Dante Payne, who works as an equity performer at Hong Kong Disneyland, told Insider that after attending several unsuccessful audits, a casting agent became so familiar with him she didn’t even need to hear him sing — she just needed to update some of the staff on Payne’s tattoo to “see if they can hide it” if he were cast.
For many characters, acting is a minimal part of the audition
In auditions to become equity performers, singing, acting, and dancing are important for getting the role. But Melanie said acting is not as important as height or appearance for the open auditions for face or fur characters.
“You show up at the audition and then 90% of the audition is standing in a line and smiling with a number,” said Melanie, a former cast member who has previously shared her experiences working for Disney with Insider.
The second round of the audition sometimes involves animation
If an auditionee makes it to the second round, they most likely will animate in front of the judges.
In the animation round, auditionees are given a scenario and must act it out in a wordless performance. According to Jessica Tremmel, who has documented her experiences as a cast member on TikTok, this performance is “essentially pantomime” and may include two different animation exercises.
During Parkany’s animation round, she said she was given the prompt of acting as a villain creating a monster and then turning into that monster.
“They played ‘Calling All the Monsters’ like it’s upbeat, fun music,” Parkany said. “You kind of have to tell the story on your own and you can be as creative as you want. They often give you ideas of things to do.”
Parkany said the casting agents gave the auditionees some inspiration and suggestions, like, “Are you grabbing from a bookshelf? Are you stirring your cauldron?”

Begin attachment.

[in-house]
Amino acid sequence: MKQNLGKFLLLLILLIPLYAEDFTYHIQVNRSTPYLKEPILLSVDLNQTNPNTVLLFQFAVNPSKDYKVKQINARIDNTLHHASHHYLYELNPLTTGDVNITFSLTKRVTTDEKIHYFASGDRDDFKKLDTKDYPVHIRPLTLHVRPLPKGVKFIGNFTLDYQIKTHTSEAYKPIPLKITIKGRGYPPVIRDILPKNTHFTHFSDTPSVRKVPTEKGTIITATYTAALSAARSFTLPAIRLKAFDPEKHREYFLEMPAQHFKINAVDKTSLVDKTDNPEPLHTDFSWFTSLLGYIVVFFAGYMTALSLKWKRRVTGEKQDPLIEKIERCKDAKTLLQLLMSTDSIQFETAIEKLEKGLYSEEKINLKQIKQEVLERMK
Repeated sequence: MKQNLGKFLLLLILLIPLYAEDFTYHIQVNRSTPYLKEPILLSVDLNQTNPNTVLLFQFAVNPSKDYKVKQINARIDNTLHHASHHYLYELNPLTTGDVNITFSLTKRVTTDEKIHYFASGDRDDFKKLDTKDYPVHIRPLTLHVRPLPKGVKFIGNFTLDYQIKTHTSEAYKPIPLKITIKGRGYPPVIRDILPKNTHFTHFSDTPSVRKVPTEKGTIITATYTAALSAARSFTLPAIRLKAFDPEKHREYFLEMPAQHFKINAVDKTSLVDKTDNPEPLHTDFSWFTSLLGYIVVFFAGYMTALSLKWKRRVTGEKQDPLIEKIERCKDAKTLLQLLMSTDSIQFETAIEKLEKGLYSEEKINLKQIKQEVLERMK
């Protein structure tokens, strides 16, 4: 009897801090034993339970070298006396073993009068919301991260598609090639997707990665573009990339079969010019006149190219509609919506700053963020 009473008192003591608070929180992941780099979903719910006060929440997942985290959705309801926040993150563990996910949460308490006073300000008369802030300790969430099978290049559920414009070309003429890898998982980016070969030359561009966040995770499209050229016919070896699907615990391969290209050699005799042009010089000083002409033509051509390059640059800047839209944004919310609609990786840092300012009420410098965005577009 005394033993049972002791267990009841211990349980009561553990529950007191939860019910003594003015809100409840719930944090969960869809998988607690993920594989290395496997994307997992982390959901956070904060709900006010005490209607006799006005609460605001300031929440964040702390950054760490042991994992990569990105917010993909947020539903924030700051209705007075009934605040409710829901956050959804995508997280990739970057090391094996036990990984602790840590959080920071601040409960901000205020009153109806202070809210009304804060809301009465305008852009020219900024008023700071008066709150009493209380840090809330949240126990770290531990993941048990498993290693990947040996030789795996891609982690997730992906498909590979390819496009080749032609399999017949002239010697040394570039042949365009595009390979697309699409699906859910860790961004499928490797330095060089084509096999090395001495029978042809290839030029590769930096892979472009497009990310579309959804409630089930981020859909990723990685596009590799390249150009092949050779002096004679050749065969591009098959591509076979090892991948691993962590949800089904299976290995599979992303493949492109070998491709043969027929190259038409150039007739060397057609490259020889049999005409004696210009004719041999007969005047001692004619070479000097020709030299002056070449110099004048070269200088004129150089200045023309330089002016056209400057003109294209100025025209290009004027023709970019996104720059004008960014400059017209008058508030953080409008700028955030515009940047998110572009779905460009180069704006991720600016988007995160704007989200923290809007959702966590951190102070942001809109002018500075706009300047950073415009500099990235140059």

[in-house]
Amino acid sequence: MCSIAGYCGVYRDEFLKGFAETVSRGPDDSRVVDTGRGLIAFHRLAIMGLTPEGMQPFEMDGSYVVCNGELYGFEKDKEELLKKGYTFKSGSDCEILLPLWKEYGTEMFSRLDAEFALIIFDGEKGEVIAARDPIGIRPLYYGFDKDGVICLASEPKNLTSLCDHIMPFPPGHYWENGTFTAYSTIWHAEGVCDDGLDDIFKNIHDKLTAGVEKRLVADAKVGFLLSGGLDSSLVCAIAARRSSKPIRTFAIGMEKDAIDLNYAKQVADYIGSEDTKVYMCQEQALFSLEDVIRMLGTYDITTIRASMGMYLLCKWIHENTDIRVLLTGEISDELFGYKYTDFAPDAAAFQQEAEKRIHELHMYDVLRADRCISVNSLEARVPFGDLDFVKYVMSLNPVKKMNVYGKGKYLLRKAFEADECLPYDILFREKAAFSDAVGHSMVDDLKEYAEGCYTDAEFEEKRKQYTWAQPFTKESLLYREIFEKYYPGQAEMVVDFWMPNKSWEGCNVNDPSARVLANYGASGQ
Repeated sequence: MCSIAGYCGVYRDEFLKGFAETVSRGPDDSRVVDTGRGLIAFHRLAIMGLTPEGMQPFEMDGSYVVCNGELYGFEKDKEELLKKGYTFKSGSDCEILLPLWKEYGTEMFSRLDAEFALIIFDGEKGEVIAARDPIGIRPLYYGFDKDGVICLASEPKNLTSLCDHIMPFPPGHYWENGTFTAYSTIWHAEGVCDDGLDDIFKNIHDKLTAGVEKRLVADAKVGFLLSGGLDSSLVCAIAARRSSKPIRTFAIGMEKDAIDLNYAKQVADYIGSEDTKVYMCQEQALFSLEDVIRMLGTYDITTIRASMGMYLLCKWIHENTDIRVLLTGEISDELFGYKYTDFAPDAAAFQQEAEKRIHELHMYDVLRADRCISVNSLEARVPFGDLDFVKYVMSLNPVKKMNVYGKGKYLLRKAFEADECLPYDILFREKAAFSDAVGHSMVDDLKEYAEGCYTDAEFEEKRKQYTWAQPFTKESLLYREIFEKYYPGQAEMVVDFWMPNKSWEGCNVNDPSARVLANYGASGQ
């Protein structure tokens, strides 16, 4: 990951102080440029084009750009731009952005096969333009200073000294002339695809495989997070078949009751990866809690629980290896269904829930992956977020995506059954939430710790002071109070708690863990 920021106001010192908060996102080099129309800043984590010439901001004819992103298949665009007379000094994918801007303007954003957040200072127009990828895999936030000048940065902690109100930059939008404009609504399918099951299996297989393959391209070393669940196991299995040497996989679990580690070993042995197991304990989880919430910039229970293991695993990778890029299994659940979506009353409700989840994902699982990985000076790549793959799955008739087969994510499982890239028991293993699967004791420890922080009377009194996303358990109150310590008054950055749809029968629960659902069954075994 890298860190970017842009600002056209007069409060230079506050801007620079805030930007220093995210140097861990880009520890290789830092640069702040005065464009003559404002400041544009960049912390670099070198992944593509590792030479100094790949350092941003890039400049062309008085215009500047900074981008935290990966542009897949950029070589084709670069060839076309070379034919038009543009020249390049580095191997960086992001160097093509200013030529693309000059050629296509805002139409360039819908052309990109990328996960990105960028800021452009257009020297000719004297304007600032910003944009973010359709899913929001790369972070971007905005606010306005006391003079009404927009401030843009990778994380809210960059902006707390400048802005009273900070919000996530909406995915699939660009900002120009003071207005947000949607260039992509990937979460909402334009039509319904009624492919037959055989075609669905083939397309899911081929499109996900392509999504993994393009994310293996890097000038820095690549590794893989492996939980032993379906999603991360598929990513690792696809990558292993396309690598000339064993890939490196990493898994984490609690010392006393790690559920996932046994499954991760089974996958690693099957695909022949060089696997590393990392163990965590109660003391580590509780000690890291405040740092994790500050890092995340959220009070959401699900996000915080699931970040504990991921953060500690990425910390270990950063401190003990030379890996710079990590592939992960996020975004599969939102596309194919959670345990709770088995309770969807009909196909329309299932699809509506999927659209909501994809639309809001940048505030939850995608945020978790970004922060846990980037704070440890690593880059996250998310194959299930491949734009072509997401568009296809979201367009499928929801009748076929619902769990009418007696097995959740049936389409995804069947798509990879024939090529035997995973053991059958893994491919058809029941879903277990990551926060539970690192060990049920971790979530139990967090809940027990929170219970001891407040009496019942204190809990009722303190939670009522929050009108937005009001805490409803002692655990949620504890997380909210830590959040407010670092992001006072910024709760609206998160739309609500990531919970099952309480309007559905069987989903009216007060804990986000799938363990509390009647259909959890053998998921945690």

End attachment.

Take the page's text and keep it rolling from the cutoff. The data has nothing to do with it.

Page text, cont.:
From there, it’s the auditionee’s job to tell a story with their body.
The entire hiring process involves a lot of waiting
Former auditionees said people may arrive one to two hours before auditions in order to get a number that allows them to try out for a role earlier in the day.
“Everyone hangs out in their car beforehand, you can see through the window, everyone practicing their music or warming up their voice or whatever,” said Anthony Gargiula, a pop-music recording artist who formerly worked as an equity performer portraying Finn Fiesta for Disney Junior Dance Party.
Auditionees don’t get much time to make an impression
The lead-up can feel agonizingly slow, but when you’re one of about 50 people called in for the first round of audits, you have a very short time to make an impression.
In open audits, participants may just stand and smile at the judges for a few minutes until the first cuts are made. Then you might have 30 seconds to a couple of minutes to animate or perform a dance in front of the judges.
Tremmel explained that the dances start out “very simple” and, by the end, there’s “more advance choreography.”